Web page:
Wyoming’s Upper Green River Basin breached a key federal barrier for multi-year air pollution limits, forcing federal regulators to demand changes in the area, the Environmental Protection Agency informed state officials Monday.

The EPA said the basin – home to energy development in the Jonah and Pinedale Anticline natural gas fields -- didn't meet federal air quality standards over a three-year testing period from 2008 to 2011, said Steven Dietrich, the air quality administrator for the Wyoming Department of Environmental Quality. The area was designated as marginal, the lowest of five ratings for the severity of the air pollution, he said.

The federal decision didn’t shock state officials, who have been aware of the air pollution testing results from the area.

“We’re not surprised,” Dietrich said. “We’ve known about it for quite some time.”

Due to the decision, the EPA will release a rule that will outline the minimum steps needed to get the area back into compliance, Dietrich said. That rule release is expected in July, he said.

Ozone levels increase as a result of pollution from natural gas drilling and production in the Jonah and Pinedale Anticline fields. In the winter, weather inversions trap volatile organic compounds and nitrogen oxide in the valley along with other pollution.

When there is snow, the volatile organic compounds and nitrogen oxide are exposed to direct sunlight and light reflected from the snow, which causes a reaction that creates ozone.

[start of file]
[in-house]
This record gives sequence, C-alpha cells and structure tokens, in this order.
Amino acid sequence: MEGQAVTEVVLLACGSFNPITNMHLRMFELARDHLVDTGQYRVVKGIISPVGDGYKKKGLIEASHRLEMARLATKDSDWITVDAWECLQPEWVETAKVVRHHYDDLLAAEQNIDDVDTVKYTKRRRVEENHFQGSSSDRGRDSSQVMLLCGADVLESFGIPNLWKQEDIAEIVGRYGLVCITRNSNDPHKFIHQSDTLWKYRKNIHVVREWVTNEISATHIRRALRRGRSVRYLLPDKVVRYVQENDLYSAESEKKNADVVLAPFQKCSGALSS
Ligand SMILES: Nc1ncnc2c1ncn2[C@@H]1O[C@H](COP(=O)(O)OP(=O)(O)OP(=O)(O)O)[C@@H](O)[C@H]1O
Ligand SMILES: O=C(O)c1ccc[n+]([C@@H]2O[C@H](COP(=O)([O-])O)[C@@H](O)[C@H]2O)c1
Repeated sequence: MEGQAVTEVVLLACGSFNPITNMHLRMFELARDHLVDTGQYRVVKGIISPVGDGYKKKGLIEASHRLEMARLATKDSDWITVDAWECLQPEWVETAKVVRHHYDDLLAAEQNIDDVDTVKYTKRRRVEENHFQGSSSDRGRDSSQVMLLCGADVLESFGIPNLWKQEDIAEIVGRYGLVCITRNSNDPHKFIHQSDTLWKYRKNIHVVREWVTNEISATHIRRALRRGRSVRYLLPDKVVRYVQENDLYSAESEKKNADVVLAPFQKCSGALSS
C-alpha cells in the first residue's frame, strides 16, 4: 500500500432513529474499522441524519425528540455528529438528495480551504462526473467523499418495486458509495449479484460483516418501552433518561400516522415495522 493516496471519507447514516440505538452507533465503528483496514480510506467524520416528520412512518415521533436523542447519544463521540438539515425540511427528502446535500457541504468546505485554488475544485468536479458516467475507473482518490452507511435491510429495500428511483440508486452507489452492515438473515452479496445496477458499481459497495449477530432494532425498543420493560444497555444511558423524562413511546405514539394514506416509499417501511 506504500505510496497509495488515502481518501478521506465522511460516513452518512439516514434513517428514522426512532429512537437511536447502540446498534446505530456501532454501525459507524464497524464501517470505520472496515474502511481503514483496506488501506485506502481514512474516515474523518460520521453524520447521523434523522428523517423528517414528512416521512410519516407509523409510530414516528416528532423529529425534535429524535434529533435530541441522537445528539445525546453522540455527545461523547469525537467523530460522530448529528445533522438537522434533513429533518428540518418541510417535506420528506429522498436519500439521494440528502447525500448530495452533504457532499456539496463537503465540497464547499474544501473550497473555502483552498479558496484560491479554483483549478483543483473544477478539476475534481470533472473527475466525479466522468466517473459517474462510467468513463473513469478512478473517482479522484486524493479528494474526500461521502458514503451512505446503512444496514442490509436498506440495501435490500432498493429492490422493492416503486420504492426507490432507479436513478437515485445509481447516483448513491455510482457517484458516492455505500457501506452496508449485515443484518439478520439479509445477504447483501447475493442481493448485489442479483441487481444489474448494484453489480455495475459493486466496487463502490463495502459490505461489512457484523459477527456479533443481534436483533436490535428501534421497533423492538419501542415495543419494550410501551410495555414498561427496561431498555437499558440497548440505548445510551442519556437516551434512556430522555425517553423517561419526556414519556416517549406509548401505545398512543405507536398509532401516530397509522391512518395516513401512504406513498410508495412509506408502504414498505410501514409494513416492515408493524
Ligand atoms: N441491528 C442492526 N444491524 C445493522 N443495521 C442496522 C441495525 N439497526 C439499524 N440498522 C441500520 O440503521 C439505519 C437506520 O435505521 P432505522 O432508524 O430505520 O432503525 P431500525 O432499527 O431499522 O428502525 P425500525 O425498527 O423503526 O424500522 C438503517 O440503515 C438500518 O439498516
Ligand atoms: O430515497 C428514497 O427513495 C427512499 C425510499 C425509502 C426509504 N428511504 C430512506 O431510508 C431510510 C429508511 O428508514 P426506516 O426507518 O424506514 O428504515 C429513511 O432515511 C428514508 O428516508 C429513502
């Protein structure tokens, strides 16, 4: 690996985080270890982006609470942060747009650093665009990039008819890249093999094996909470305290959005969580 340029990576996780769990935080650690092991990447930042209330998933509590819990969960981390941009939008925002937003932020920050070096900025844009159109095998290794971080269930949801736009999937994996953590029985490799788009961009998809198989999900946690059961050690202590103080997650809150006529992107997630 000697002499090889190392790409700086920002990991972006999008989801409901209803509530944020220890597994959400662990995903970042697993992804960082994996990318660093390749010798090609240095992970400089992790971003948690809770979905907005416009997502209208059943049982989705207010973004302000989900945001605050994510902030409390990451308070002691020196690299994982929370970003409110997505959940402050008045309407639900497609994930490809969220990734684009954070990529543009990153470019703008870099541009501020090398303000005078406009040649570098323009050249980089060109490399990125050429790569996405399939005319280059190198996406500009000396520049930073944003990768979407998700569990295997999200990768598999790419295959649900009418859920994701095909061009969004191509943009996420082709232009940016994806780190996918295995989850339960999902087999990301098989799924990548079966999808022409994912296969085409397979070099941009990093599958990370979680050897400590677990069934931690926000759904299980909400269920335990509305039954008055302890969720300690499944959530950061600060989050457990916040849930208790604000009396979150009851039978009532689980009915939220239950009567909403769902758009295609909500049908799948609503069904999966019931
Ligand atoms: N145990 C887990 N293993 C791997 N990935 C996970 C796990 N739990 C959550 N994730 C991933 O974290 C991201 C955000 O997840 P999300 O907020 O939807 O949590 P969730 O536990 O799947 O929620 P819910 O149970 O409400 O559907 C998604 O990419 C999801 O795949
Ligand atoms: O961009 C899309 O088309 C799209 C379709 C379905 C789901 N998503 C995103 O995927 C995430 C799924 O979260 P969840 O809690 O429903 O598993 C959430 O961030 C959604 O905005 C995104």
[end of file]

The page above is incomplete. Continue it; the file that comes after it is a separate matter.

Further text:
According to the EPA, ozone can cause health issues such as difficulty breathing, shortness of breath, coughing, sore or scratchy throat, increased asthma attacks and make lungs more susceptible to infection.

The Upper Green River Basin, including Sublette County and parts of Lincoln and Sweetwater counties, averaged ozone ratings of 78 parts per billion for the past three years, Dietrich said.

The national standard for ozone is 75 parts per billion over an eight-hour period. To make sure areas comply with national benchmarks, the ozone reading is taken each year for three years. If the average exceeds 75 parts per billion, the area is designated as reaching what’s known as nonattainment status, Dietrich said.

Readings in recent years have spiked well past the federal limit for nonattainment status.

In 2011, 13 days in the Upper Green River Basin exceeded the eight-hour standard, including a high of 124 parts per billion. The fourth-highest day, which was used in deciding compliance with national standards, was 104 parts per billion.

In 2008, the highest level reached was 122 parts per billion and the fourth-highest was 101, said Keith Guille, spokesman for Wyoming DEQ. In 2009 and 2010, the standard wasn’t exceeded. Data for 2012 is not yet available. Early numbers from the start of this year are expected this summer.

More than 40 areas in the country received letters saying their air quality was not in compliance.

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